RollsRoycersquos review of operations noted the grouprsquos medium to longterm outlook remains strong with strong cash flows due to the widebody aircraft sectorrsquos expansion Rollsrsquo Trent XWB is the exclusive engine option for the A350 XWB widebody jets which Airbus started delivering earlier this year

Rolls-Royce Review Finds Strengths, Need for Improvement

Nov. 29, 2015
Restructuring jet-engine builder says “change” is vital to long-term success Complex business model Need to restore confidence $225-300 million/year savings

Jet engine designer and builder Rolls-Royce presented what it called “the initial findings” of a review of operations it has been conducting over the past year, asserting the group has a strong portfolio of products and services, with good investment opportunities to strengthen its competitive advantages in critical markets. But, the report also found “clear areas for business improvement” at Rolls, citing it maintains a complex business model with high, embedded costs.

The review also conceded that past reports had “undermined confidence in the business model in the face of changing markets conditions in several businesses.”

“As a group we are undergoing an unprecedented period of change,” Rolls-Royce CEO Warren East. “Change in our mix of business and how we account for it. Change in our industrial footprint as we invest in a wide-ranging transformation. And change in demand for our products as we double our large engine output and manage reductions in demand in other markets. These changes, while more painful than we expected in the near-term, are vital to our long-term success.”

Just over a year ago, Rolls-Royce Holdings Plc. announced plans to cut 2,600 positions over the next 18 months in a restructuring program aimed at reducing operating costs and improve operational efficiency. At that time, it indicated its changes would conserve about $128 million annually by eliminating unnecessary and duplicate costs.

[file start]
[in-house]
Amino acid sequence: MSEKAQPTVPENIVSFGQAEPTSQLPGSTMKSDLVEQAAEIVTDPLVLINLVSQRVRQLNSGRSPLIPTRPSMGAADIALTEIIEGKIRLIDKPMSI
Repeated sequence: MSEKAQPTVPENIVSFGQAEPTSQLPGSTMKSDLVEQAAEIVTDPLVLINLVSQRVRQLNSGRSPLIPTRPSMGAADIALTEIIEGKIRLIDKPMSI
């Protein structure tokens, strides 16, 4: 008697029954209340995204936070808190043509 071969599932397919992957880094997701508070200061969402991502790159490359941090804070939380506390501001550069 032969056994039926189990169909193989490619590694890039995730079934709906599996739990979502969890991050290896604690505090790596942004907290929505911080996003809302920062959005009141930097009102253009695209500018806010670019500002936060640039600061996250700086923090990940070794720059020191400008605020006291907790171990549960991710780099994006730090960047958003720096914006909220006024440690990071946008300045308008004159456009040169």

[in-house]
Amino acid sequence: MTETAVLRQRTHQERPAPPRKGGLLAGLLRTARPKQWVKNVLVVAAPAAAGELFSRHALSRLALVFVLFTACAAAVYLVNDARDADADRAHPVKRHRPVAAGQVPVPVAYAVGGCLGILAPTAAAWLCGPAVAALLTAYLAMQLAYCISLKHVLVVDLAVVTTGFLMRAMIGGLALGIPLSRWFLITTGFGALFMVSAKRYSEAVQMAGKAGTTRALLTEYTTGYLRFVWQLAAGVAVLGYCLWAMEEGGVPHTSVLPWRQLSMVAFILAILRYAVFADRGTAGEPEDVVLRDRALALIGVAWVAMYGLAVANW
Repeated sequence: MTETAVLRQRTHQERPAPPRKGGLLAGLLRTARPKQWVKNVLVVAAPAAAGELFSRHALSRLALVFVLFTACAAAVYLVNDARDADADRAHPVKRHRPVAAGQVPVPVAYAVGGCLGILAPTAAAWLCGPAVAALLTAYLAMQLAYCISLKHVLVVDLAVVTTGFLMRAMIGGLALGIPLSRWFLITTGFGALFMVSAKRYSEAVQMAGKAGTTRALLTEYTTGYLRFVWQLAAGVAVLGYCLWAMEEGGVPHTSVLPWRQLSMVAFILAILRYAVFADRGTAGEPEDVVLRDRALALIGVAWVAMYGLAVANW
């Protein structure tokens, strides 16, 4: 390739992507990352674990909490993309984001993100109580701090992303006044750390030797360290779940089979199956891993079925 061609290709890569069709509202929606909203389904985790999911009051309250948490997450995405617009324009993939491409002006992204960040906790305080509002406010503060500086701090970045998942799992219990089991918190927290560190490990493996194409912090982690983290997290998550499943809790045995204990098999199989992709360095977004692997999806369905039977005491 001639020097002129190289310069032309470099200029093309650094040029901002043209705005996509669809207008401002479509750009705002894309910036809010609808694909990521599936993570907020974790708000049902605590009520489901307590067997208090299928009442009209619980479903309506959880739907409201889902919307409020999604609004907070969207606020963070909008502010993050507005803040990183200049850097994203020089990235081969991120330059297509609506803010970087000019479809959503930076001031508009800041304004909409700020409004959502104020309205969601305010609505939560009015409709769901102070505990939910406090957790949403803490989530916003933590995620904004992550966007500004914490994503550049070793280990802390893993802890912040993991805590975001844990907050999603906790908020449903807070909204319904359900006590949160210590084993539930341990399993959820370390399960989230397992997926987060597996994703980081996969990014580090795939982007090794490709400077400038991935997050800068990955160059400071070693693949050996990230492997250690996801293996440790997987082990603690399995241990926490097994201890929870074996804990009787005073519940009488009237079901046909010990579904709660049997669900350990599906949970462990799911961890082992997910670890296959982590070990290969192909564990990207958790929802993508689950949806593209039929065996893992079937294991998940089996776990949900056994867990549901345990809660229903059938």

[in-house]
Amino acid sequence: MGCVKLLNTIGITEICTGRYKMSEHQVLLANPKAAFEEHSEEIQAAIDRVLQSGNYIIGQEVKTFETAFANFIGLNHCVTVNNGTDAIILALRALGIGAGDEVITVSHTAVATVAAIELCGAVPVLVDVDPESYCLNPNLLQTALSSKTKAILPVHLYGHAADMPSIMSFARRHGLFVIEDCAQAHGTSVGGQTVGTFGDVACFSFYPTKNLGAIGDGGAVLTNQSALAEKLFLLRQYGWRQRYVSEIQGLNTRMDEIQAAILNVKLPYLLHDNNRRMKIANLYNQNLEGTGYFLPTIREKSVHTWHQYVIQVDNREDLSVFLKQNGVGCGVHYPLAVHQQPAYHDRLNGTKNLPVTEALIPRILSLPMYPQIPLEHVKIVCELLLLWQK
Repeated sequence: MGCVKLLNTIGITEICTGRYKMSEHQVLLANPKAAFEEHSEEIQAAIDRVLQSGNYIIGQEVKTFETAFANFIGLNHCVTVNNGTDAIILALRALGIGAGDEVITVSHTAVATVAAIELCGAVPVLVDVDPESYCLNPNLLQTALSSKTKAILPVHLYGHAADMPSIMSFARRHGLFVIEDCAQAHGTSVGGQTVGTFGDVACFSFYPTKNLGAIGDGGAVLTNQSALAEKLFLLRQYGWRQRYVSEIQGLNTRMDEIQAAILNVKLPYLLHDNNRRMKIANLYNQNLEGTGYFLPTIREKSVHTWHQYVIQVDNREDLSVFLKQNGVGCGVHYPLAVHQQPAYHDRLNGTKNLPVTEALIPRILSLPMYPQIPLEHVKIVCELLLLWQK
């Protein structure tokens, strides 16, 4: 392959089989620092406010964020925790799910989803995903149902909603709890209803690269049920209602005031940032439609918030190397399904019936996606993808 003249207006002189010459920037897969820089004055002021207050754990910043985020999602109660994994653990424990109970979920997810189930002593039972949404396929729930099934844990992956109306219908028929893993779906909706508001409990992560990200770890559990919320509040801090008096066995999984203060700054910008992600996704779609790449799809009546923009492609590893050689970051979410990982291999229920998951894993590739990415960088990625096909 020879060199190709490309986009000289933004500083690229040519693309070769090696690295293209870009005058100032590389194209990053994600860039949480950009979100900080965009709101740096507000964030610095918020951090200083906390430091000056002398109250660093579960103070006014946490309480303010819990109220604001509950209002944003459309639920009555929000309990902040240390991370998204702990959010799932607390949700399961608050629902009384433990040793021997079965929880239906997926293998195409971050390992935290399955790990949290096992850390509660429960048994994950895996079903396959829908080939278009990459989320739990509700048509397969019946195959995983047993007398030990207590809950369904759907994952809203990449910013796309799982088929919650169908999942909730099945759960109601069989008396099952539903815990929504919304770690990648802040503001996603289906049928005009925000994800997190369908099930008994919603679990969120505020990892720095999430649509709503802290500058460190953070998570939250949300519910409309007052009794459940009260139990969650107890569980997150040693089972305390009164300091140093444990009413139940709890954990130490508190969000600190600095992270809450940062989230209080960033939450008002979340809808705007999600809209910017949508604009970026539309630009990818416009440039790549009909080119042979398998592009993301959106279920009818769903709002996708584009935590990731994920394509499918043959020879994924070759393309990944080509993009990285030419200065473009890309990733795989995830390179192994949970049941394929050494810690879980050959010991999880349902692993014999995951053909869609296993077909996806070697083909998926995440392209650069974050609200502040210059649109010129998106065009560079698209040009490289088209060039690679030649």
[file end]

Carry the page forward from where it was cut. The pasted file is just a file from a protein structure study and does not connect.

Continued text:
In the months since then, it has initiated a joint venture to manufacture gearboxes for geared turbofan engines, and invested in updates to its own testing and manufacturing centers. It also agreed to sell a fluid bearings manufacturing business.

Rolls is the number-two supplier of turbofan engines for jet aircraft, but it trails GE Aviation in market share. It’s hampered by the fact that it has no jet-engine options available for the narrow-body commercial aircraft segment, which is entering a prolonged period expansion thanks to rising orders for the Airbus A320 or Boeing 737 series.

In comments following the presentation of the findings, the CEO said the group had no opportunity for the firm to enter the market for narrow-body jet engines until the early 2030s.

At the same time, Rolls is benefitting from a comparable expansion in the wide-body aircraft sector, notably with its Trent XWB engine that is the exclusive option for the new Airbus A350 jets.

In its statement Rolls assured investors the restructuring efforts would continue to simplify the organization, streamline management, and reduce fixed costs. It said the efforts would provide incremental gross cost savings of £150-200 million/year ($225-300 million/year), with benefits accruing from 2017 onward.

Rolls also stated that the group’s medium- to long-term outlook remains strong, with strong cash flows due to the wide-body aircraft sector’s expansion.

“My review has underpinned my confidence about the opportunities before us and I am convinced that our long-term outlook is positive,” Warren East stated. “It has also highlighted a number of areas where we can simplify the way we work, inject pace into our decision-making and responsiveness, and improve our operational gearing and operational effectiveness.”

About the Author

Robert Brooks | Content Director

Robert Brooks has been a business-to-business reporter, writer, editor, and columnist for more than 20 years, specializing in the primary metal and basic manufacturing industries. His work has covered a wide range of topics, including process technology, resource development, material selection, product design, workforce development, and industrial market strategies, among others. Currently, he specializes in subjects related to metal component and product design, development, and manufacturing — including castings, forgings, machined parts, and fabrications.

Brooks is a graduate of Kenyon College (B.A. English, Political Science) and Emory University (M.A. English.)

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